Molecular Dynamics in Polymers from Multidimensional NMR

  • H. W. Spiess
  • K. Schmidt-Rohr
Chapter

Abstract

Relaxation processes in polymers [1–3] reflect the various degrees of disorder present in these materials, which range from highly crystalline to completely amorphous. However, most relaxation techniques are relatively insensitive to the disorder involved. The most common manifestations of the disorder are non-Arrhenius behaviour of the temperature dependence of mean correlation times and nonexponential relaxation. In the early mechanical and dielectric experiments, e.g., it was common to work at constant frequency and to assign various processes (a, β,γ...) to the relaxation maxima observed on changing the temperature [1–3]. Relaxation times τ c and apparent activation energies Ea were obtained by varying the frequency and noticing the temperature shift of the relaxation maxima. The early 1H-NMR experiments provided similar information [4]: correlation times of relatively slow motions could be determined from the inverse width of the broad line NMR spectrum at the temperature where motional narrowing was observed, those of faster motions from the inverse Larmor frequency at the minimum of the spin-lattice relaxation time T 1 in the laboratory, or T in the rotating frame. The marked increase in the accessible frequency range as well as improvements in instrumentation and automatisation under computer control recently led to a revival of dielectric relaxation techniques, see Chapter 10. Likewise the high precision with which light scattering can be measured today made this technique a powerful tool to probe collective dynamic phenomena over an extremely broad range of relaxation rates.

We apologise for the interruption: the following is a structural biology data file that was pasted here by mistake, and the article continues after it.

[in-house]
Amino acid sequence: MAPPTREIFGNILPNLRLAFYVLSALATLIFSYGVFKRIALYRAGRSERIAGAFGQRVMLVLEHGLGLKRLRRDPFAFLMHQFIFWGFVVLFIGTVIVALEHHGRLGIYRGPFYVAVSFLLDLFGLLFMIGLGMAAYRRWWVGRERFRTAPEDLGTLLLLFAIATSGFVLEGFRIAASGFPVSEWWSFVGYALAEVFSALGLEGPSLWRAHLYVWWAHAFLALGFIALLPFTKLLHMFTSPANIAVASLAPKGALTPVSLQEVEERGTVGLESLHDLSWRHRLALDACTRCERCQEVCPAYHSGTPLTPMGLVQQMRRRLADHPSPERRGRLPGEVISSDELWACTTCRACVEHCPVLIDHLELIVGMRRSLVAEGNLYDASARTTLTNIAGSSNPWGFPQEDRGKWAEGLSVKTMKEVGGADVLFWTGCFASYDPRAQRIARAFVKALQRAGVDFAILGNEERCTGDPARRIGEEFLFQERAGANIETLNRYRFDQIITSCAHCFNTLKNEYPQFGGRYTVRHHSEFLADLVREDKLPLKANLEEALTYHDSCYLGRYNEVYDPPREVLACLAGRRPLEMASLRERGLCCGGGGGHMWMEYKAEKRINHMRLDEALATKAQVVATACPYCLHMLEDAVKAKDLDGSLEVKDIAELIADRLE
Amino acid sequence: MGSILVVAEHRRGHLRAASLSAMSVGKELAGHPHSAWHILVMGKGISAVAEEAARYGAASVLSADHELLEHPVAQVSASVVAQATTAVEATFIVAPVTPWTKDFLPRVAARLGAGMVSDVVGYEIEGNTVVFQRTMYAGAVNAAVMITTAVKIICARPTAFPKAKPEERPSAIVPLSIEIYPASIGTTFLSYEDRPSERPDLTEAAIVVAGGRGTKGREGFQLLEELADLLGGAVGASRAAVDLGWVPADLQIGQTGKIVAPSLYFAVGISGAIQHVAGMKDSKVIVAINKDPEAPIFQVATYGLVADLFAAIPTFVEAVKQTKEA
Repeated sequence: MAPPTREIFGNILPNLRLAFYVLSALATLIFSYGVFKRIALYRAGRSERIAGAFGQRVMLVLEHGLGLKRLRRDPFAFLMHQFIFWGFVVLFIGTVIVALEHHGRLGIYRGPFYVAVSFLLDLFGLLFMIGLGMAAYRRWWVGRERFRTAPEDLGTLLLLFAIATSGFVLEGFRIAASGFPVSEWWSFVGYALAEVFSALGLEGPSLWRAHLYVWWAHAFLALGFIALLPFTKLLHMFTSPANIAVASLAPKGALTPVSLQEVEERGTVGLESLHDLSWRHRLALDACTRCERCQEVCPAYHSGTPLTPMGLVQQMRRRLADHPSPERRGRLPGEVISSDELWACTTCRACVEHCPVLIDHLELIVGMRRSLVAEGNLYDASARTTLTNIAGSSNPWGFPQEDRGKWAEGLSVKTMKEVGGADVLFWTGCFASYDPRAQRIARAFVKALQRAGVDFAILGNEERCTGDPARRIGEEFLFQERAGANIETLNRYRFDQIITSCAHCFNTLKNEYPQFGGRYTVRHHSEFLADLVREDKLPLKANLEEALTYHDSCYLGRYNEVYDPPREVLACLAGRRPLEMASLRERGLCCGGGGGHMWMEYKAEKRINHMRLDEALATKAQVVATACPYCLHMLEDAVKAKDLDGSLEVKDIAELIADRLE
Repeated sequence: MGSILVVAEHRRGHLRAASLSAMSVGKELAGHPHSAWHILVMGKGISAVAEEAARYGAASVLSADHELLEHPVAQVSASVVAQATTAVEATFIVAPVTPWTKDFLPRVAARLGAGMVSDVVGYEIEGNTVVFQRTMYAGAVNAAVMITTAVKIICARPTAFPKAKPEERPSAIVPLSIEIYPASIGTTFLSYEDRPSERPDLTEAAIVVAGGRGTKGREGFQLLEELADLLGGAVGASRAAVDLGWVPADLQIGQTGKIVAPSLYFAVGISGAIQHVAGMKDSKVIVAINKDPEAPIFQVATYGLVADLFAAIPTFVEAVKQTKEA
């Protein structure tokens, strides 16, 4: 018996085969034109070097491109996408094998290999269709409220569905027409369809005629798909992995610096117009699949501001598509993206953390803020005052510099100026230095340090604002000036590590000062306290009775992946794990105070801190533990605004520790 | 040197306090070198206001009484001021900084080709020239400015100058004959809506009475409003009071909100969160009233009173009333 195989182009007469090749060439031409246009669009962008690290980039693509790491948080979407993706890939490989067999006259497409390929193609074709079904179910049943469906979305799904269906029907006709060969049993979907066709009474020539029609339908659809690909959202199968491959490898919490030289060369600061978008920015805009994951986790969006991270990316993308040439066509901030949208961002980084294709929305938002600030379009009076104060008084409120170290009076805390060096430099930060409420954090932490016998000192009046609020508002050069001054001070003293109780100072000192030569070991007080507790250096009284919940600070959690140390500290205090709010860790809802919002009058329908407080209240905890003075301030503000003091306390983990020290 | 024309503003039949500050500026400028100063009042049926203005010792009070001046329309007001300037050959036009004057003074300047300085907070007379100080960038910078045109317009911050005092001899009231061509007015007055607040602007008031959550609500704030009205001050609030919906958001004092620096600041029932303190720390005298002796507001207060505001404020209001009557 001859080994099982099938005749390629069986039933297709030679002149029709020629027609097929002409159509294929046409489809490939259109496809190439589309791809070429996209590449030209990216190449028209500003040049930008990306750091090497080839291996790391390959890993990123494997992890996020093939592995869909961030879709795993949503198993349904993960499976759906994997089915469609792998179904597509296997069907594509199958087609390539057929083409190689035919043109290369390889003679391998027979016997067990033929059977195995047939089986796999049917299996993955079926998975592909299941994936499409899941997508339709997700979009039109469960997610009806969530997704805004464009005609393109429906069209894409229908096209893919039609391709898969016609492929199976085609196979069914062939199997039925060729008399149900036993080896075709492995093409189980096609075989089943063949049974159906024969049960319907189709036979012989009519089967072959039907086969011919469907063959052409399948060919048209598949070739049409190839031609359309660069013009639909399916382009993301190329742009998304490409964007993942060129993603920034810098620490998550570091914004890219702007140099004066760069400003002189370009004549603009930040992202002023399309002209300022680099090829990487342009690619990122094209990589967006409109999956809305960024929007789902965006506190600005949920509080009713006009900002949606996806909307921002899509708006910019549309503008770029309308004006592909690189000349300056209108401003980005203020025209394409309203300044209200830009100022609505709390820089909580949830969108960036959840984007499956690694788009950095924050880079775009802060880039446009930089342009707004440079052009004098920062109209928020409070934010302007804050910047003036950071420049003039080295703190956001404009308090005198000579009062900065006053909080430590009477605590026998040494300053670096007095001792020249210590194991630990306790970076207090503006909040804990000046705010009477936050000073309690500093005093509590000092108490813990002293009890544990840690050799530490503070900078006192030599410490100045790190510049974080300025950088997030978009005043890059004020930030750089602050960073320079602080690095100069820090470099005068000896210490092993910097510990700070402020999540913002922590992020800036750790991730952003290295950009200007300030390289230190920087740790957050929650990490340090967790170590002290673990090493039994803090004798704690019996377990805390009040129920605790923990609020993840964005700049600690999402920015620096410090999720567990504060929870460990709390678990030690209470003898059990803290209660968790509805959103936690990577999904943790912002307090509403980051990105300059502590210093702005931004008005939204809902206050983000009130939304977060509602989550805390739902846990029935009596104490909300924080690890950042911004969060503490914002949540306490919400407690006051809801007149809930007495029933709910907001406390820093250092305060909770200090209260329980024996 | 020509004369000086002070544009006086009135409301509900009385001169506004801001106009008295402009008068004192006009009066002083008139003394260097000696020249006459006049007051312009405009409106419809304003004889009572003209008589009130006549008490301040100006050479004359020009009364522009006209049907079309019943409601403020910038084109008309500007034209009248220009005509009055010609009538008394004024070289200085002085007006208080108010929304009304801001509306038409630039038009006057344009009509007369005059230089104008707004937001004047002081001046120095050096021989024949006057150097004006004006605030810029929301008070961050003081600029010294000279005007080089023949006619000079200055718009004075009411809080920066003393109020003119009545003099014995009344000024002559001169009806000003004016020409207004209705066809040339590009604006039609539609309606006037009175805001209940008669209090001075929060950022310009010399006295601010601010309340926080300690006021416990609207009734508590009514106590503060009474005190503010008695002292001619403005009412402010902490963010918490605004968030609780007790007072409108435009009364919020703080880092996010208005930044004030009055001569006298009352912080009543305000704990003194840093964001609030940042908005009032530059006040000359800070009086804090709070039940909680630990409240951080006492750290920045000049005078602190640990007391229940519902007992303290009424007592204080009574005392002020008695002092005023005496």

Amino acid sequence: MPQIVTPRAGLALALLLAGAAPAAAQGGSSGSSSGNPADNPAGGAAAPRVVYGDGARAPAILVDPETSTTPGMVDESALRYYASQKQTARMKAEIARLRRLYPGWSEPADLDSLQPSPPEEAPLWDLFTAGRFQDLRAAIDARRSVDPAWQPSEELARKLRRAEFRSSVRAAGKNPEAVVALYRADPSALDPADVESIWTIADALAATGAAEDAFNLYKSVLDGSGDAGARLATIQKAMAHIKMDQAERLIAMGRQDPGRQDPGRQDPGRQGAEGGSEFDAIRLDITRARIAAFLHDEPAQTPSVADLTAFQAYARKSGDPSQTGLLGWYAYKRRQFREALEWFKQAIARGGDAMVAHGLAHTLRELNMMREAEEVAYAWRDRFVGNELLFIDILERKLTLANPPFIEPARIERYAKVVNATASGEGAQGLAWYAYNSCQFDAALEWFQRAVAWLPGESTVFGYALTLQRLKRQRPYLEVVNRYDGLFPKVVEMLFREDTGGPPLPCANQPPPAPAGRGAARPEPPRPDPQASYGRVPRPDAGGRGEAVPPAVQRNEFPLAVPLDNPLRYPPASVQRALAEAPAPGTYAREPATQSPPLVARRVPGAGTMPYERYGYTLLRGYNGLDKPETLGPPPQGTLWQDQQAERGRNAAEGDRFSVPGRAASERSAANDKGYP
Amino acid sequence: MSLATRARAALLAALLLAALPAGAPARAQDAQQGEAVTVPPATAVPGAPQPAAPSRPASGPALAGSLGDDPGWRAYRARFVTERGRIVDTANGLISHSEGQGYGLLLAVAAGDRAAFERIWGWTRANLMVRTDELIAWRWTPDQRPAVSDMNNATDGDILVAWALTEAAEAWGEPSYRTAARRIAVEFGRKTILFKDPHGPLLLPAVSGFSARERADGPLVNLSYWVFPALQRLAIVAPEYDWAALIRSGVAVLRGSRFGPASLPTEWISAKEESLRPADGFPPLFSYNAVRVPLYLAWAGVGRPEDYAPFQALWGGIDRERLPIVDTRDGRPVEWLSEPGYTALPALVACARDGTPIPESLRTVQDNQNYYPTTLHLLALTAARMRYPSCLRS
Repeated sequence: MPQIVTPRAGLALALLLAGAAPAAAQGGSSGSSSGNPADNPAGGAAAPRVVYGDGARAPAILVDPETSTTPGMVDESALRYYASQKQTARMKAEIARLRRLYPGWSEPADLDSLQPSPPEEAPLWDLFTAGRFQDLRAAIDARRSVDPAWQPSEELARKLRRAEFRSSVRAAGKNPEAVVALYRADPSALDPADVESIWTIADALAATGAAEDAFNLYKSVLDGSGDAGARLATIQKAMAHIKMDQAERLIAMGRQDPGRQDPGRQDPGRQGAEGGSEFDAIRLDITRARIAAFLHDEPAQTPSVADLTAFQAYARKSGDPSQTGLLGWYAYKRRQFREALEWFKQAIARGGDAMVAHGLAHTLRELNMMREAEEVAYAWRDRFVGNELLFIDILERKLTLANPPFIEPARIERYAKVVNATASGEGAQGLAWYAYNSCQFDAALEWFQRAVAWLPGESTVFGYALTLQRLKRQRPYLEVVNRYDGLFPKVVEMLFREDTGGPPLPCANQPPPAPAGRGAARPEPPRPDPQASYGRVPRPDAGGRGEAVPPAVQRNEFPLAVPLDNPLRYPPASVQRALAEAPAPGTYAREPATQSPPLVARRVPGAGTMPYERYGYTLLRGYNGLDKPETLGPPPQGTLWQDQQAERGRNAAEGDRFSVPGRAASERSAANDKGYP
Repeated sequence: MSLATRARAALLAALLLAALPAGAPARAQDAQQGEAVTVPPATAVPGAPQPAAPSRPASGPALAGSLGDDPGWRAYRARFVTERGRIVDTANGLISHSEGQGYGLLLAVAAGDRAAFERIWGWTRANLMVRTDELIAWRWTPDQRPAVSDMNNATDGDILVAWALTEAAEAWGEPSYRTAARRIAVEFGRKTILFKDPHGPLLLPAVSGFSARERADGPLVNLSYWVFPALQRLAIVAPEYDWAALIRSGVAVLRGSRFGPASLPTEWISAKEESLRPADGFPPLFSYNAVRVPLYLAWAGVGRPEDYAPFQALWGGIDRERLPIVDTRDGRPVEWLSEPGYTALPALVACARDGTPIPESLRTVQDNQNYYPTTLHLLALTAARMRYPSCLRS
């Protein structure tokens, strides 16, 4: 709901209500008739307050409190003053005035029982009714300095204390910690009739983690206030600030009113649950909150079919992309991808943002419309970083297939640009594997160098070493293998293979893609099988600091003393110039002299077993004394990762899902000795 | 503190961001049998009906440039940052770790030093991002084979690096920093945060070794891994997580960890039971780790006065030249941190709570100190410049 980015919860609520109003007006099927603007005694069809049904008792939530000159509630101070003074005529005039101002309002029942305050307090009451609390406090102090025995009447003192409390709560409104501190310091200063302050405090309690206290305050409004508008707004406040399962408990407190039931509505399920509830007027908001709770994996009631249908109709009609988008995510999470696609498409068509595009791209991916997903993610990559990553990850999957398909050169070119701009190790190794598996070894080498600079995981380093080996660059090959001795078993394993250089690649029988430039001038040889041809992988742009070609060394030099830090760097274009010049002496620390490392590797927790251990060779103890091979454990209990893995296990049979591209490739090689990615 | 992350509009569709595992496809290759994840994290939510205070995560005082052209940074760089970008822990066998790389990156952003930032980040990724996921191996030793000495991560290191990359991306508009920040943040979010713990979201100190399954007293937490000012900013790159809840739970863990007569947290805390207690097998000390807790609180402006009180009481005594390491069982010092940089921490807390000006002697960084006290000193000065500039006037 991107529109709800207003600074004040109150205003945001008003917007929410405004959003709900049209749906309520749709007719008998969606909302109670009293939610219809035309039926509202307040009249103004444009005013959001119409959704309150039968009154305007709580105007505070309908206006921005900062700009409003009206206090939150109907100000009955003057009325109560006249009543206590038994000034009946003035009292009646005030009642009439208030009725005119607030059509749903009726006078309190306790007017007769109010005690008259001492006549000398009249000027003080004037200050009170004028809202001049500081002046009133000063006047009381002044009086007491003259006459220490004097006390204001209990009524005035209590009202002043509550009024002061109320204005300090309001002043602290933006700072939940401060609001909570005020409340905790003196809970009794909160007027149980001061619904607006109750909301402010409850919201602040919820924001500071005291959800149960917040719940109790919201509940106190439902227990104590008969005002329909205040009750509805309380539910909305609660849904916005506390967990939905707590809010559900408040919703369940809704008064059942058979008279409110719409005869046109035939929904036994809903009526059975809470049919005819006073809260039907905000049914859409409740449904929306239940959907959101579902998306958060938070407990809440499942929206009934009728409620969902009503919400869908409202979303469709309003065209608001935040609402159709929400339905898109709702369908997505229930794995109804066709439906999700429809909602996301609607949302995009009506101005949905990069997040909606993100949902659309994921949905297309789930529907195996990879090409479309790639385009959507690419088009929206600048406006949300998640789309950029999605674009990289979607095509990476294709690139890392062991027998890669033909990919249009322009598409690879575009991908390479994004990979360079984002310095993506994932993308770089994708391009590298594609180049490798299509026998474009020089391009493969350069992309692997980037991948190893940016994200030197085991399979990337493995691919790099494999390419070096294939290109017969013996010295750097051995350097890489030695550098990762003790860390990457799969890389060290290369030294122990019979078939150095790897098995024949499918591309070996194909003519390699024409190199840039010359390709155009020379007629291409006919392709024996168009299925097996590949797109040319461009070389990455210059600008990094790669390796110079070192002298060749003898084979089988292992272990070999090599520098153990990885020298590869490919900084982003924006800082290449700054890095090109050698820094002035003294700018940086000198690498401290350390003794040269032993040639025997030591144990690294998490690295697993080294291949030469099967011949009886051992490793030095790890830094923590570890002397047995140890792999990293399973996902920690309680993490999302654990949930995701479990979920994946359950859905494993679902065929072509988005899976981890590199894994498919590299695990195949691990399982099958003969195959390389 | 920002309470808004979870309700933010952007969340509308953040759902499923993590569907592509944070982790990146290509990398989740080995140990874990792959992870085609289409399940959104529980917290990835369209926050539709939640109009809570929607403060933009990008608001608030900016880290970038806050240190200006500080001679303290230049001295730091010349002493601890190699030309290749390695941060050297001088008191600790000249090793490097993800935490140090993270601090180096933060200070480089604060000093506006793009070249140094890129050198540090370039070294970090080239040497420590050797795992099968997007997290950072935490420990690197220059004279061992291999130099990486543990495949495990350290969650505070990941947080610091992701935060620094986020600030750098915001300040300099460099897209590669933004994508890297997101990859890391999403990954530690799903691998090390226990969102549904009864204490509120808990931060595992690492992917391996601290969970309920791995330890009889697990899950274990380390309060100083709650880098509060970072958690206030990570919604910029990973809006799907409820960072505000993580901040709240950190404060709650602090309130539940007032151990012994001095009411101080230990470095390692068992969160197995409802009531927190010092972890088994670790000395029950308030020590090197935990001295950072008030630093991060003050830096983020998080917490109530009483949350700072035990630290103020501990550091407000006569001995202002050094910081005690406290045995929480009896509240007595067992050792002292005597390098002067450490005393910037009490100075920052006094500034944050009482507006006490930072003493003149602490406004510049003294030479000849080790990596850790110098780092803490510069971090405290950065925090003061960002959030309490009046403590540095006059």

Keywords

Benzene Propylene Carboxyl Carbonyl Beach 

Abbreviations

DECODER

direction exchange with correlation for orientational distribution evaluation and reconstruction

EP

Relectron paramagnetic resonance

FT

Fourier transform

KWW

Kohlrausch Williams-Watts

NMR

nuclear magnetic resonance

MAS

magic angle spinning

PAS

principal axes system

PEO

poly (ethyleneoxide)

POM

poly (oxymethylene)

PVAc

poly (vinylacetate)

RAD

reorientational angle distribution

WISE

wideline separation

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Copyright information

© Springer-Verlag Berlin Heidelberg 1994

Authors and Affiliations

  • H. W. Spiess
  • K. Schmidt-Rohr

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